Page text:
As the City of Ashland entered the BN 2017/19 biennial budget process, the Police Department evaluated ways to address public safety concerns, which included analyzing its staffing levels.
Given that the population has risen over the years, along with increases in both the tourist and student population, and that police staffing has remained essentially the same, it seemed clear that police staffing needed to be reviewed. This page examines police staffing levels, tourism, population, crime trends and policing strategies, as well possible funding options that were evaluated by City staff and Council.
Staffing Level Before Additional Officers Hired
Prior to the additional Police Officers being hired, the City of Ashland had a minimum staffing level of 3. That consisted of one Police Sergeant and two Police Officers.
Any critical or confrontational incident requires a minimum of two officers to cover it safely, which allows for a 2:1 ratio in working with a confrontational suspect. With only 3 Police Officers on duty at a time, the Ashland Police Department can only handle one confrontational situation at a time. If multiple incidents happen at the same time, and even if the on-duty team can manage them, the City is left with one Sergeant patrolling the entire City. If another incident were to happen, the Police Department would be required to call in resources from neighboring departments.
With the staffing levels in place at that time, the decision to cite suspects rather than apprehend and transport to jail in Medford was made to ensure the police presence is kept in the City.
In a 4 week period in 2017, Officers or Sergeants were left in the city as the sole police presence on at least 9 occasions. That left one uniformed Officer/Sergeant in the city to answer calls for service. That put our Officers/Sergeants in a gravely dangerous situation, as well as endangering our residents.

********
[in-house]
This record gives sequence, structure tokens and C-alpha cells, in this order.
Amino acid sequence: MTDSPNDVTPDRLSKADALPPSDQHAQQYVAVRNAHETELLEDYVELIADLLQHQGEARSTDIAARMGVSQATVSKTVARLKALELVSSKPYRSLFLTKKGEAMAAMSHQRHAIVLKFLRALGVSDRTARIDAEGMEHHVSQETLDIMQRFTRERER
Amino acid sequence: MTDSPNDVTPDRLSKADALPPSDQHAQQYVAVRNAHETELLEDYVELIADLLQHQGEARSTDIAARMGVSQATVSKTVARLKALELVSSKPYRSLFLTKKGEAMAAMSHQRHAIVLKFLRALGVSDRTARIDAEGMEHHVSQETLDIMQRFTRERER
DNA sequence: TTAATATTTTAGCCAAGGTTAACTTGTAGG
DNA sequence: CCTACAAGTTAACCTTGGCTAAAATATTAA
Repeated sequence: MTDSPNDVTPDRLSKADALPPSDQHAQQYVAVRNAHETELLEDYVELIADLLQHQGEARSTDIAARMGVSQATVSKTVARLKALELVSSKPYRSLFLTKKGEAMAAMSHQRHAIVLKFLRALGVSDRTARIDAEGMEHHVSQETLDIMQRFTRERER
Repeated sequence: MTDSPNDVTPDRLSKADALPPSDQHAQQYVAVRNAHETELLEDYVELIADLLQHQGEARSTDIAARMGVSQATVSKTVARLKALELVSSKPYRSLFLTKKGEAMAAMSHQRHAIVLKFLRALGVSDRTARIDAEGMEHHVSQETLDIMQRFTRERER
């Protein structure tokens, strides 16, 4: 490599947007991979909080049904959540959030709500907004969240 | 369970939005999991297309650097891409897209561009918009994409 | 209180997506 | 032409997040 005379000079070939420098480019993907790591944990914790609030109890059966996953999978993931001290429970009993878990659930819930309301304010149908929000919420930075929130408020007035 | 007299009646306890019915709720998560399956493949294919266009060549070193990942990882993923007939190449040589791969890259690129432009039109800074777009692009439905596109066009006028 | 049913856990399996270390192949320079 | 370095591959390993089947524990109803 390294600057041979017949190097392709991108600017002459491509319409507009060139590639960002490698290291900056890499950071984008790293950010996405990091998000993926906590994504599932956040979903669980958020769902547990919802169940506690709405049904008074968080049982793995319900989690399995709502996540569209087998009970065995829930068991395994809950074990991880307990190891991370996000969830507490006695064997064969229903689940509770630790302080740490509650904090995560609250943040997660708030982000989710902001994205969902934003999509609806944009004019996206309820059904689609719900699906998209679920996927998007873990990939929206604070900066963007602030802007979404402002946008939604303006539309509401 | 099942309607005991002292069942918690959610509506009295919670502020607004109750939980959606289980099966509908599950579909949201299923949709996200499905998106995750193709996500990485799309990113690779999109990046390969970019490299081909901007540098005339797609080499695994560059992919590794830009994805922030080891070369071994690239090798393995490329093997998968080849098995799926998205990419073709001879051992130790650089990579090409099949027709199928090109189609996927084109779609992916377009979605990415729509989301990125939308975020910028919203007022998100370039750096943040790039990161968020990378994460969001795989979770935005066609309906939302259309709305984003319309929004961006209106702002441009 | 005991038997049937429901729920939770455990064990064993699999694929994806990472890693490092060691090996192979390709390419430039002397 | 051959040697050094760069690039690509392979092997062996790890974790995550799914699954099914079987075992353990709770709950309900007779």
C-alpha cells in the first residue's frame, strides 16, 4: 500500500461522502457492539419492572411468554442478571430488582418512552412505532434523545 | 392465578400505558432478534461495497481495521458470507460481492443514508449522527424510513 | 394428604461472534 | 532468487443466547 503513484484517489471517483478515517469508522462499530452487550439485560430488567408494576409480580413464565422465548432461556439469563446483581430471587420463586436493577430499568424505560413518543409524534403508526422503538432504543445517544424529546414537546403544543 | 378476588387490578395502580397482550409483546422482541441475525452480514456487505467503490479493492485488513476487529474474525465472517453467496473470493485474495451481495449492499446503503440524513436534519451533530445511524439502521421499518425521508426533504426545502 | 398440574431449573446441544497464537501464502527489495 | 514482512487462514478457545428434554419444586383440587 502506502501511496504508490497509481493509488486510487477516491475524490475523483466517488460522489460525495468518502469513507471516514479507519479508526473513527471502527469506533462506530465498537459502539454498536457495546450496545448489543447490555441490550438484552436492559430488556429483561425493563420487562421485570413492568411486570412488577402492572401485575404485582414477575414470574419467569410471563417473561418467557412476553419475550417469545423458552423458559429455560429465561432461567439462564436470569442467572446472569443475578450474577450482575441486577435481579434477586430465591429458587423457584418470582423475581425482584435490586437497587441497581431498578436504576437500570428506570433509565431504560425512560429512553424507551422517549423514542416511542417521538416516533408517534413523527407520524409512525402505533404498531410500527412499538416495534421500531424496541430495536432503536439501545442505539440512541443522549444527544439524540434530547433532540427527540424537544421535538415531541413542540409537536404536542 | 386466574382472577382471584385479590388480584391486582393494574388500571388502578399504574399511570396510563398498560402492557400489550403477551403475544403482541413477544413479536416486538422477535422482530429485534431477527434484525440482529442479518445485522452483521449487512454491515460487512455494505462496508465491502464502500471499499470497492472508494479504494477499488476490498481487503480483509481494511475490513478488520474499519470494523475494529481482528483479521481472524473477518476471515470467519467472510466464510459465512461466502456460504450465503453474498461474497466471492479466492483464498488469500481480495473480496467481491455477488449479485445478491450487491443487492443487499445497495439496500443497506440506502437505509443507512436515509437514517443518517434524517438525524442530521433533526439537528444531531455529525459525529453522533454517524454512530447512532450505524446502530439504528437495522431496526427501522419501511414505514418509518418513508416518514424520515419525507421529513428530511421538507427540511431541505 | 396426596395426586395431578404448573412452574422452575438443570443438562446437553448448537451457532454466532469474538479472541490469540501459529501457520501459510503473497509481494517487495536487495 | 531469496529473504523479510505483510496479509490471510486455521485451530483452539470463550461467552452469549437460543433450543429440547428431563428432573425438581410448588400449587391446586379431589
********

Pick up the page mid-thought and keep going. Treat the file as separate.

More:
Why More Police Officers?
If the Department were to hire four additional officers the Department would increase to a ratio of 1.6 to 1,000 residents, much closer to the national average of 1.8 to 1,000. The original request was for 5 but the Department reorganized and reassigned a regional partnership Police Officer back to patrol.This would result in one additional Officer being on duty at any given time, and the re-establishment of the school resource officer program. The Department’s staffing would increase to a minimum of one supervisor and three Officers, and the department would be able to more safely handle two critical incidents simultaneously.
Response Time to Priority 1 Calls
The City is not able to reach its goal in responding to Priority 1 calls.
Number of Cases
Over the last 5 years the number of Police cases have increased 13%
Officer #1 Funding
The first Police Officers was added with a 4.5 Cent/$1,000 Assessed Valuation increase in the Property Tax rate. The property tax increase was effective July 1, 2017.
Officer #2 Funding
The second Police Officer was funded by utilizing the State Marijuana Tax Revenue along with a 50 cent/per month fee on every electric meter in the City (Public Safety Support Fee).
Officer #3 Funding
The third Police Officer was hired by instituting an increase in the Public Safety Support Fee of $1/month. This made the total electric meter charge $1.50/month.
Officer #4 Funding
The fourth Police Officer was funded with a 1% increase in the Transient Occupancy Tax (TOT) rate. Of the additional 1% increase 30% is being dedicated to the fourth new Police Officer and 70% will be dedicated to improving the City's parking supply.
For more detailed information please use these links:
April 4 2017 City Council Material (includes Police Report on need)
July 18, 2017 City Council Material (Funding Options)
October 16, 2017 City Council Material (Funding Options)
December 19, 2017 City Council Material (Funding Options)
January 2, 2018 City Council Material (Funding Options)
April 17, 2018 City Council Material (Funding Options)
June 19, 2018 City Council Material (Setting Transient Occupancy Rate)